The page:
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...ore closely related to a bildungsroman than to a simple picaresque novel. Huck shows considerable development, both morally and psychologically. Through the people he meets, he gets a taste of many spectrums of society and morals. This is the very last line of the novel: “But I reckon I got to light out for the Territory ahead of the rest, because Aunt Sally she’s going to adopt me and sivilize me and I can’t stand it. I been there before.” (AHF, 220). The last line clearly shows he is not the same little boy that he was at the beginning of the book. Because he has been there before, he is no longer ignorant of “there”. By choosing to make his own choices, Huck makes a steady path towards maturity not only of his morals, but of himself as well.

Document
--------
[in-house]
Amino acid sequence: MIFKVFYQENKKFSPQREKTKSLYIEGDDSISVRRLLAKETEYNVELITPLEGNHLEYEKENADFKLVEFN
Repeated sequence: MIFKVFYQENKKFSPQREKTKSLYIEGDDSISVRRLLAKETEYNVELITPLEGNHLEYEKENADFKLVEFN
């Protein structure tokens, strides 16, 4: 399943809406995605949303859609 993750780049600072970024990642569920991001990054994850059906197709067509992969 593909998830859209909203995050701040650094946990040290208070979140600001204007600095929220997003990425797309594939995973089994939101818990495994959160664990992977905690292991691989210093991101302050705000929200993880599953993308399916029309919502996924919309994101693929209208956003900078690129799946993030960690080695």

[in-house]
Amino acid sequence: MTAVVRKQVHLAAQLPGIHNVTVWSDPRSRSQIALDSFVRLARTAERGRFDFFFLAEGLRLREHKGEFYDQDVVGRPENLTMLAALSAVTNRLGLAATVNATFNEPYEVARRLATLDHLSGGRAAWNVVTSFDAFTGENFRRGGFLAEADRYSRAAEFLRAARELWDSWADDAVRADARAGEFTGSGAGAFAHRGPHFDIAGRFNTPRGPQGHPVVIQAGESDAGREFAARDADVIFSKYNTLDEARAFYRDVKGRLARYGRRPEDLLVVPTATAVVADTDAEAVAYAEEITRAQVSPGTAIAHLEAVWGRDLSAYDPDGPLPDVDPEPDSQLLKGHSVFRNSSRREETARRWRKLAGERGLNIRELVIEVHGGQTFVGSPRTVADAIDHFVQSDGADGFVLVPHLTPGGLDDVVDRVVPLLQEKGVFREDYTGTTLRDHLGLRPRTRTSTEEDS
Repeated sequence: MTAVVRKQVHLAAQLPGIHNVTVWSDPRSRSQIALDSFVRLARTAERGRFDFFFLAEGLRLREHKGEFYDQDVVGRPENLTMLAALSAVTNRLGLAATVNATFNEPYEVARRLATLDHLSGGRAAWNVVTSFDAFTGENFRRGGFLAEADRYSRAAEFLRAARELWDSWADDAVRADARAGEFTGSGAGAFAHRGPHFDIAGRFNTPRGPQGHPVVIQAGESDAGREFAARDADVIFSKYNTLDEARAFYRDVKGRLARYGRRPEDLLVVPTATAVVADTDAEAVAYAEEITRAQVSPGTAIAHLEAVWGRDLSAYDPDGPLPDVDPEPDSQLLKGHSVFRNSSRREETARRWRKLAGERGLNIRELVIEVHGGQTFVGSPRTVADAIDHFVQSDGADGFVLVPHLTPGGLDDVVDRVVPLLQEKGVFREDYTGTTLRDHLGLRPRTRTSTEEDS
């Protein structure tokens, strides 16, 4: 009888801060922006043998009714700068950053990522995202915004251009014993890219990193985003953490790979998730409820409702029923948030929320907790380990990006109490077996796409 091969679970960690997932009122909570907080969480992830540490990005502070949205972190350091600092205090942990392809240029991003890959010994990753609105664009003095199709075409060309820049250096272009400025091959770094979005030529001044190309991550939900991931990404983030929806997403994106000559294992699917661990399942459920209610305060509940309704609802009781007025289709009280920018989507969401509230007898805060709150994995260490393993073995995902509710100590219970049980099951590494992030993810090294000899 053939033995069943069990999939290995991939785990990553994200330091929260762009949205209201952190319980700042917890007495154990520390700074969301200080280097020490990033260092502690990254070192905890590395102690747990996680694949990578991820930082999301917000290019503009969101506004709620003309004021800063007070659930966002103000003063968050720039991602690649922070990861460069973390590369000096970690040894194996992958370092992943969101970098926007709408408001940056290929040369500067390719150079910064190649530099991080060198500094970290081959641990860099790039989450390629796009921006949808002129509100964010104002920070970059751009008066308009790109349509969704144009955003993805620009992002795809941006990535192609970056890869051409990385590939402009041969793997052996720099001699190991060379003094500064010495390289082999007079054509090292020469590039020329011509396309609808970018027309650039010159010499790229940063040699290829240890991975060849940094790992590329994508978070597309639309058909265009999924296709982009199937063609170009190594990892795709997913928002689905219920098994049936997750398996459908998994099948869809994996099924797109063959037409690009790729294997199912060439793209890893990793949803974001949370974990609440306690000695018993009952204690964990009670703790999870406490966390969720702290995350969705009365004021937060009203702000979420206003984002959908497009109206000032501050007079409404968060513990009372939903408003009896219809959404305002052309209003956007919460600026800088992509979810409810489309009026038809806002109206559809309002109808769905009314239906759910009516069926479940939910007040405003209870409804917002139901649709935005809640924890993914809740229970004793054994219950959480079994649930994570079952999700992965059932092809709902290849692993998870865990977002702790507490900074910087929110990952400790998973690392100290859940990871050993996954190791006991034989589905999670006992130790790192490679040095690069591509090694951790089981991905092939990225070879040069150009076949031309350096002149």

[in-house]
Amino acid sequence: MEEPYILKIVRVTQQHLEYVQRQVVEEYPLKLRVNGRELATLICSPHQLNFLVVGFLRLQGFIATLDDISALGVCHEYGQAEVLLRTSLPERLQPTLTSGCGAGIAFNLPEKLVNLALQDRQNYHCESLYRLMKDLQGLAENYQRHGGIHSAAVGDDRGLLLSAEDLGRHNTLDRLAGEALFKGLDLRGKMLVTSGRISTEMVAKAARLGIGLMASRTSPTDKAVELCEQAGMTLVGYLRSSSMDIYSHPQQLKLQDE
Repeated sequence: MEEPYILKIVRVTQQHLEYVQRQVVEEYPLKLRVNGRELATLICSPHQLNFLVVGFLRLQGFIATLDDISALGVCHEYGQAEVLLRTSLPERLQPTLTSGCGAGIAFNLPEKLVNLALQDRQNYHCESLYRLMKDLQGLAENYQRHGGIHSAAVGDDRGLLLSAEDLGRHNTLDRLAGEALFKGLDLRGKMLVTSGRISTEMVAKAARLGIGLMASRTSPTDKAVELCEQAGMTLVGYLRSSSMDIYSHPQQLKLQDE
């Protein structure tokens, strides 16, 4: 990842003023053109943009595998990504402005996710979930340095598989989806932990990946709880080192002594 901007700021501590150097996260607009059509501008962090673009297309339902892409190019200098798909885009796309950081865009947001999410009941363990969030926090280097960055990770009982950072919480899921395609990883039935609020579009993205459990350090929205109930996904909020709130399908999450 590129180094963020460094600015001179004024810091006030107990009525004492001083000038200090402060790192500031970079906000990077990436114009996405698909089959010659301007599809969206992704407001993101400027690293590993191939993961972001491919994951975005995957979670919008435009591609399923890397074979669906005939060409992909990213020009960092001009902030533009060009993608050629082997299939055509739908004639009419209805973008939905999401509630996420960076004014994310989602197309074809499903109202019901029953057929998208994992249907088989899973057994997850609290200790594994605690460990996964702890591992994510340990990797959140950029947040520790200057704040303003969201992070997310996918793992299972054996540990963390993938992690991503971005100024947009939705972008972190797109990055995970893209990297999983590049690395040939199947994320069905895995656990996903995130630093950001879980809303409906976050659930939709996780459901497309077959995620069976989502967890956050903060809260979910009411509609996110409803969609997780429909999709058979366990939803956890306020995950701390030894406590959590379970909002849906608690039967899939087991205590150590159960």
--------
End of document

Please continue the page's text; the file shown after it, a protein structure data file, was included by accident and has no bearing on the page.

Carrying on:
Twain, Mark. Adventures of Huckleberry Finn. Green. New York: Dover Publications, Inc., 1994.
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